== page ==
Piero Angela, Italy’s most famous science journalist and TV presenter, died earlier this week, at 93 years of age. A central figure in the country’s broadcast field, he was regarded as a knowledgeable, all-round science presenter and, more generally, as one of the most respected public figures in the country. When his son Alberto (who followed in his father’s footsteps and is also a science journalist and presenter – they have often worked together), gave the news of his passing on social media, many institutional figures issued statements filled with sadness and regret. “A great Italian has passed away; All of Italy is grateful to him”, said the country’s President Sergio Mattarella. “He united the country like few others have done”, also declared Prime minister Mario Draghi.
The life of Piero Angela
Piero Angela was born in Turin in 1928. He spent most of his career as a journalist and TV presenter in Italian public broadcaster RAI, working first as a correspondent and then as an anchor in culture and science programs. Son of an antifascist psychiatrist, he was passionate about jazz music and a talented piano player. He first joined RAI in the 1950s, contributing to a program on the history of Jazz, to then pass on to the national news program. Between the 1960s and 1970s he covered the Apollo Missions to the Moon.
A video of Piero Angela reporting on the Apollo12 Mission in 1969
Angela wrote several books, many of which together with his son Alberto. He also presented more than 30 TV programs over a career span of 70 years, on topics that ranged from space exploration, to the human body and dinosaurs. The show he is most known for is Quark, a one-hour science research program (still broadcasted today) whose name is a tribute to the particles that compose protons and neutrons inside the atom. As he explained, it was chosen to convey the idea that the show was meant to go “in the detail of things”. More generally, on science and the relationship with his audience, Angela used to say: “To understand things, I first travel an uphill road, a difficult road, among thorns. Precisely because I realize the difficulty, to my readers, I try to make them take this road downhill, among the roses.” This is why Angela’s programs were highly appreciated among the Italian public: while remaining highly informative, they also had a light tone and language, easily accessible by everyone.
Video highlights from Quark’s first episode, in 1981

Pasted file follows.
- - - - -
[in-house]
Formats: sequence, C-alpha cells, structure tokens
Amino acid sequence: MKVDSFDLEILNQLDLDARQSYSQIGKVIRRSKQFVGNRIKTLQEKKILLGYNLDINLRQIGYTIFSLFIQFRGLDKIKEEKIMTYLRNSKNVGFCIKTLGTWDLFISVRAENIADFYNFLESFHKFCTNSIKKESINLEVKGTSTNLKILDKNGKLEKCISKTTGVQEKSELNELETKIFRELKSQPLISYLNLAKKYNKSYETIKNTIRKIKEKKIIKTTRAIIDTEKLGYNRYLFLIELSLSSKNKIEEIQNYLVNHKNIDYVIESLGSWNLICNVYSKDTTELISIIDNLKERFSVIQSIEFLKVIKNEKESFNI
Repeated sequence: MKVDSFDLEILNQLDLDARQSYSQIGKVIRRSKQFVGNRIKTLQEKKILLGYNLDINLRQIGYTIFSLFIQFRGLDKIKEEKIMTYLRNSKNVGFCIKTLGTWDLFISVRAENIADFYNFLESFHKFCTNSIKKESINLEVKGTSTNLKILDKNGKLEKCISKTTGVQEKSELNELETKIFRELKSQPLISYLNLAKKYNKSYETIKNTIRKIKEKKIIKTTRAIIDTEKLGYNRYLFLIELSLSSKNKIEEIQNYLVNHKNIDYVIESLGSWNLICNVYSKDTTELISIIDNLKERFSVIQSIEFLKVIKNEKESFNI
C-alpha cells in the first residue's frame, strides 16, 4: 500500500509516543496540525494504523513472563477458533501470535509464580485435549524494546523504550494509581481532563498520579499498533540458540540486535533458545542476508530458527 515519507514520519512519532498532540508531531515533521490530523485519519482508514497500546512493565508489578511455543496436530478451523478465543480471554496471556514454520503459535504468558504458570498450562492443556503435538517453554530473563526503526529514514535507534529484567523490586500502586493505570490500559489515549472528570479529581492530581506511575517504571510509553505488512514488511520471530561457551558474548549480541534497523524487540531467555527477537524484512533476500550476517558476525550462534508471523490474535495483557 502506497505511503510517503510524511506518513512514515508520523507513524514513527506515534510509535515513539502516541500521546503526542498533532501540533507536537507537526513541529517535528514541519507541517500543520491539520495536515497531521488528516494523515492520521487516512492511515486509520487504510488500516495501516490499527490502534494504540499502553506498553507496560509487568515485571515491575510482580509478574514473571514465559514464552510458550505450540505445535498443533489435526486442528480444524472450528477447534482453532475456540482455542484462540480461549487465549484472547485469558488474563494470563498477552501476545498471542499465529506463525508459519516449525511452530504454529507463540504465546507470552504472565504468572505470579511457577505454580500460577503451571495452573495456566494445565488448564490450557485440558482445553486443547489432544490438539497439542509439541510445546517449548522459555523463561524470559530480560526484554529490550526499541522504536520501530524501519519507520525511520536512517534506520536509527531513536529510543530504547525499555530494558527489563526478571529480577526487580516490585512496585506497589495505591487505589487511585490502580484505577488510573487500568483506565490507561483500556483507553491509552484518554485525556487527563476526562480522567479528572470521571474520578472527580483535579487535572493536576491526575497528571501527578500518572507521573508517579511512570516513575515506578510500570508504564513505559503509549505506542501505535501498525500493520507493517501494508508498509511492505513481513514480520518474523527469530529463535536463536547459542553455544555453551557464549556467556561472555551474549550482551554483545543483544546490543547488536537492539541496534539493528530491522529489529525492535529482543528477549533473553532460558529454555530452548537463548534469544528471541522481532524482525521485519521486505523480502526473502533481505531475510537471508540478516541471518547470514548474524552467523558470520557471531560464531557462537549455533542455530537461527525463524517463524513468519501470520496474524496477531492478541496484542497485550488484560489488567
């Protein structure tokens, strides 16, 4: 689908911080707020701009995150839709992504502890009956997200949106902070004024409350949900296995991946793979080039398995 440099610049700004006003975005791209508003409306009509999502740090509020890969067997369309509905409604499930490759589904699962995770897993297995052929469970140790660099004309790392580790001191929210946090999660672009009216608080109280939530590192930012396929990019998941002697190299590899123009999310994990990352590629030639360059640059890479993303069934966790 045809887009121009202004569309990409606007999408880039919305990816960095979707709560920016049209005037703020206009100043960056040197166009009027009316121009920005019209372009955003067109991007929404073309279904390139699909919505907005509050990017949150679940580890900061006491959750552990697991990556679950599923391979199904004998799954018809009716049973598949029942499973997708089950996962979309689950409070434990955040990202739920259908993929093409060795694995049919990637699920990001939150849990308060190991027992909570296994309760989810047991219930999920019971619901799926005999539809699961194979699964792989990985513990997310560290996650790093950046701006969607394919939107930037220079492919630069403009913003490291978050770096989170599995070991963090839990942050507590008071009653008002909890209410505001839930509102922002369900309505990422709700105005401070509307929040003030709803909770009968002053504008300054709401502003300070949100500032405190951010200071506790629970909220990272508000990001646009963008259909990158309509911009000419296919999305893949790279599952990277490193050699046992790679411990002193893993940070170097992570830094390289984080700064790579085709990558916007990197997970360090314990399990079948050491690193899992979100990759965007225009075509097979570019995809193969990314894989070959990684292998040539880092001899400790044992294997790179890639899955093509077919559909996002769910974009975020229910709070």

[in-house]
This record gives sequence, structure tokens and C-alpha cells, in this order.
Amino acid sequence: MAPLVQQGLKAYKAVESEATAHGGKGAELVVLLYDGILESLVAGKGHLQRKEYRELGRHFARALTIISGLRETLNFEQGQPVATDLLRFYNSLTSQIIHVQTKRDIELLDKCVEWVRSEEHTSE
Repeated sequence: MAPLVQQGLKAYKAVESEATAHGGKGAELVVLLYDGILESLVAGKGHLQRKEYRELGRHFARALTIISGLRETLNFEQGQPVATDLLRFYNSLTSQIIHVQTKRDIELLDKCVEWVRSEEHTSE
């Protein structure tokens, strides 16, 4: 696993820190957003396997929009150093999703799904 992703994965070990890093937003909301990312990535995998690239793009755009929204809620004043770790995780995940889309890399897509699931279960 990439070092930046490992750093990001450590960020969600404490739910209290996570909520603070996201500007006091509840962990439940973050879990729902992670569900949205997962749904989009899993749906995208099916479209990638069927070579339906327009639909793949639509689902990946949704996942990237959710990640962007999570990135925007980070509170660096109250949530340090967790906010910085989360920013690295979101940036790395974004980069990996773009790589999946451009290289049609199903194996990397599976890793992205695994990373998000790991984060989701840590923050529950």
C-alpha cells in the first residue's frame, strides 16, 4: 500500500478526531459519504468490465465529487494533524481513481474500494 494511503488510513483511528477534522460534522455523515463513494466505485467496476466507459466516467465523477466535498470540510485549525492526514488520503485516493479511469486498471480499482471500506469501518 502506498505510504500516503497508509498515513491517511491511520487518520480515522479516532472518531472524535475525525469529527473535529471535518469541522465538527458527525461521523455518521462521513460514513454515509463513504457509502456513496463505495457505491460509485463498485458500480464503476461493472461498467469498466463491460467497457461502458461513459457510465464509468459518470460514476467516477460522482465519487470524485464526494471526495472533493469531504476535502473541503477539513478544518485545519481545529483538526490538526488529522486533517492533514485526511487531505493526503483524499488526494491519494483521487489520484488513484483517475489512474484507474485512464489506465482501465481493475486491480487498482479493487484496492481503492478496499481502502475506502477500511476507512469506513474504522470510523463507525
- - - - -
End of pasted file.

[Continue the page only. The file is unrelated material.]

One man, one show: the success of Quark
The first episode of Quark was broadcasted on 18 March 1981, and it was watched by 9 million people. The musical theme introducing the program is the Air on the G String by Johann Sebastian Bach, the composer Angela loved the most, in a version played by the French band Swingle Singers. The journalist explained the unusual choice of music with these words: “Bach is my favorite musician, the interweaving of the notes is extraordinary. The Swingle Singers managed to give it a jazzy rhythm without touching a single note, and that proves that Bach was a jazz musician”. He said he chose it because “Back then, theme songs were all triumphant, while what I wanted to say was, ‘calm down, relax.’”
Quark’s musical theme, the Air on the G String
Angela was talented for music, but, according to those who knew him best, he was well-versed in many other fields too, including drawing and sculpture. “It was like living with Leonardo da Vinci”, his son Alberto said in his speech during the funeral ceremony.
In the last statement he shared on social media, just a few days before passing away, Angela wrote: “Dear friends, I am sorry to no longer be with you after 70 years together. But nature also has its rhythms. These have been very stimulating years for me that have brought me to know the world and human nature. Above all, I was fortunate to meet people who helped me realize what every man would like to discover. Thanks to science and a method of approaching problems rationally but at the same time humanely. […] “It was an extraordinary adventure, lived intensely and made possible thanks to the collaboration of a great group of authors, collaborators, technicians and scientists. On my side, I have tried to tell what I have learned. Dear all, I think I have done my part. Try to do yours as well for this difficult country of ours. A big hug.”
Piero Angela was married for 66 years and had two children. During the course of his life, he received 10 honorary degrees. When, in an interview back in 2017, a reporter asked him whether he was afraid of death, he replied he considered it “a nuisance”. An asteroid and a kind of clam are named after him.